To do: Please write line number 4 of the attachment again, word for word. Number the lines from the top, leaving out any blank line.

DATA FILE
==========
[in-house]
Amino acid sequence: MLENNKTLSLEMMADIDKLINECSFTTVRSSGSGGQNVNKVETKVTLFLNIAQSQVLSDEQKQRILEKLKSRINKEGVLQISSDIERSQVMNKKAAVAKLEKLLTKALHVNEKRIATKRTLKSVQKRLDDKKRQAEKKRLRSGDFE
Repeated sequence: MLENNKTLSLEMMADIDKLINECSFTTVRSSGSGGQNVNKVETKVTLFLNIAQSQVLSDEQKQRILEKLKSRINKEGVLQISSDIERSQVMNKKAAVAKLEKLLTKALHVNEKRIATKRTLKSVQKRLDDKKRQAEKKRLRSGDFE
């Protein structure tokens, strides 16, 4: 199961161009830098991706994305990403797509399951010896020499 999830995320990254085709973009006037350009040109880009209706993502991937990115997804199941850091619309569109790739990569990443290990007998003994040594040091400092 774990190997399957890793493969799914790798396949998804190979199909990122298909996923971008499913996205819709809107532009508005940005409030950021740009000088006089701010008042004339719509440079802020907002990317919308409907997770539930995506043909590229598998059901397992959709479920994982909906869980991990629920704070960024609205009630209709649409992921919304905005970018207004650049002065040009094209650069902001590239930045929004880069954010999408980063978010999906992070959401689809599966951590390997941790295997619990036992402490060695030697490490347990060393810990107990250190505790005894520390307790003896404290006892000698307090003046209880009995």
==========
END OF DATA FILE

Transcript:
């Protein structure tokens, strides 16, 4: 199961161009830098991706994305990403797509399951010896020499 999830995320990254085709973009006037350009040109880009209706993502991937990115997804199941850091619309569109790739990569990443290990007998003994040594040091400092 774990190997399957890793493969799914790798396949998804190979199909990122298909996923971008499913996205819709809107532009508005940005409030950021740009000088006089701010008042004339719509440079802020907002990317919308409907997770539930995506043909590229598998059901397992959709479920994982909906869980991990629920704070960024609205009630209709649409992921919304905005970018207004650049002065040009094209650069902001590239930045929004880069954010999408980063978010999906992070959401689809599966951590390997941790295997619990036992402490060695030697490490347990060393810990107990250190505790005894520390307790003896404290006892000698307090003046209880009995």